Certified USDA Organic Non-GMO Annatto Seeds (Bixa orellana) – G47 Marketplace
Certified USDA Organic Non-GMO Annatto Seeds (Bixa orellana)

Certified USDA Organic Non-GMO Annatto Seeds (Bixa orellana)

YomNom Market

Intrinsic Value $0.00 $4.99 CoVest Today!

Also known as:  Achiote,  achiotec, achiotl, achote, annatto, atsuete,  urucu, beninoki, bija, eroya, jafara, kasujmba-kelling, kham thai, onoto, orleanstrauch, orucu-axiote, rocou, roucou, ruku, roucouyer, unane, uruku, urucum, urucu-uva

Botanical Name:  Bixa orellana

Aroma/Flavor Profile:  Its aroma has a touch of peppermint or flowery scent while flavor profile is earthy with undertones of pepper and a hint of bitterness. Works well in combination with allspice, chili, citrus juice, cloves, cumin, paprika and oregano.   

In the United States, annatto seeds are used regularly as food dye for cheeses and butter, because of the lovely shades of yellow it can help impart. In the Caribbean, the seeds are used to make annatto oil for flavoring chicken dishes, fish, bread, rice, tamales, and some vegetable-based dishes. To make annatto oil, which can be used in just about anything you add oil to, simply take a half cup of annatto seeds and two cups of oil, and heat over medium heat just until the oil is warm. Once it has reached this stage, reduce heat to low and let it infuse for about two more minutes. Remove from heat and allow the mixture to cool for 30 minutes before straining the oil from the seeds. This oil can be kept covered and refrigerated for up to two weeks.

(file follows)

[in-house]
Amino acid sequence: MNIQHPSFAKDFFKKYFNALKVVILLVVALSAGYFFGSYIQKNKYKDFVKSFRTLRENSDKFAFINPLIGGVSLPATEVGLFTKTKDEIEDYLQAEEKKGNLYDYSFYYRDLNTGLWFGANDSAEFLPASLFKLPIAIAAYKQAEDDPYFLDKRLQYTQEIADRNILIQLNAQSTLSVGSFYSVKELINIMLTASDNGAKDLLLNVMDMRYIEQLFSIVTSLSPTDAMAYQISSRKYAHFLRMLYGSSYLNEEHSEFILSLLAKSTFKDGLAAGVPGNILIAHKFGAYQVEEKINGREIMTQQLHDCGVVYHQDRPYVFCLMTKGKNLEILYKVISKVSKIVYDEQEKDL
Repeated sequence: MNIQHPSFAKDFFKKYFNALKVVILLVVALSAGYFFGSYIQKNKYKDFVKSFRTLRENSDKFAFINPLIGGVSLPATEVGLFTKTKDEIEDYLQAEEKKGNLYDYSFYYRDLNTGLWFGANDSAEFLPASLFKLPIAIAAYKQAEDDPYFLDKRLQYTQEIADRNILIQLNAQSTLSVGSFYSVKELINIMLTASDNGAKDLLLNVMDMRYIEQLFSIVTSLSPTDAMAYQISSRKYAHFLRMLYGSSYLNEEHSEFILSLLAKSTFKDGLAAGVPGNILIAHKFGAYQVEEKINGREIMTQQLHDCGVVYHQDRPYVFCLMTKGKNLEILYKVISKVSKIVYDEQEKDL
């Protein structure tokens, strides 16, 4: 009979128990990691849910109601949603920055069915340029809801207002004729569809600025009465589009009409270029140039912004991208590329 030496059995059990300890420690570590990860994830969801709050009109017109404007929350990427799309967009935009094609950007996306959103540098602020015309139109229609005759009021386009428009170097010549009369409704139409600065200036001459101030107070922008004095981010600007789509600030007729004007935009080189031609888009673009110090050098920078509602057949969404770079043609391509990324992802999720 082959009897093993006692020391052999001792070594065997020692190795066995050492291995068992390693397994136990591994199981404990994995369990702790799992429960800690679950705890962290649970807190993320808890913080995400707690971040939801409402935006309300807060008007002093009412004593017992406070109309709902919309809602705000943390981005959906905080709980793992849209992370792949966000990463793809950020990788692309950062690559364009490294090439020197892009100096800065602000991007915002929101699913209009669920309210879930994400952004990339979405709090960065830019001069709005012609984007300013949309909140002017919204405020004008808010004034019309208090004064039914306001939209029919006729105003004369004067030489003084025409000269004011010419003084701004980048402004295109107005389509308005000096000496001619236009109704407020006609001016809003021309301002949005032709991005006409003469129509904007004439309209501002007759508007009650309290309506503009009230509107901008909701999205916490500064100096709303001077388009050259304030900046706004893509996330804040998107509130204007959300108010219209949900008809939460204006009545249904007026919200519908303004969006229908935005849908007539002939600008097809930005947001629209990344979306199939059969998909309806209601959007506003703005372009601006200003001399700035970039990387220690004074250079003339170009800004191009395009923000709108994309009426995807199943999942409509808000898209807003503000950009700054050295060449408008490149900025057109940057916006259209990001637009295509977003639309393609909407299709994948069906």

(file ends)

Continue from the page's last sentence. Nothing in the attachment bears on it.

In Peru, these seeds are used to make pork marinades and they are also used in sofritos. In Venezuela you will find them used in a condiment called “Alino Criollo.” Perhaps their most common and most well-known usage is in Mexico where they are a star ingredient in Recado Rojo, a paste or wet rub used to add flavor to meats and fish. Achiote paste is also a crucial part of the Yucatan’s signature dish Pollo Pibil. You can also make the classic Puerto Rican Arroz con pollo or Filipino-style tamales.

When used in combination with other spices, these seeds do best with allspice, chili powder, cloves, cumin, Mexican oregano, and paprika. Annatto Seeds go well with beef, chicken, egg dishes, legumes, okra, onions, pork, rice, squash, sweet peppers, and root vegetables. It is also wonderful with coconut-based dishes and tastes good with duck.

If you are using annatto as a food coloring, you can replace it with saffron or turmeric for similar results in terms of a beautiful yellow. In terms of a flavor replacement, there is no spice that tastes similar enough to give a proper substitution. Annatto is rather earthy when added to a dish with a heavy hand, a flavor that isn’t entirely agreeable for all people. Turmeric can give a similar earthiness to dishes, if that’s the flavor you are looking to enhance.

Meets strict USDA National Organic Program standards.

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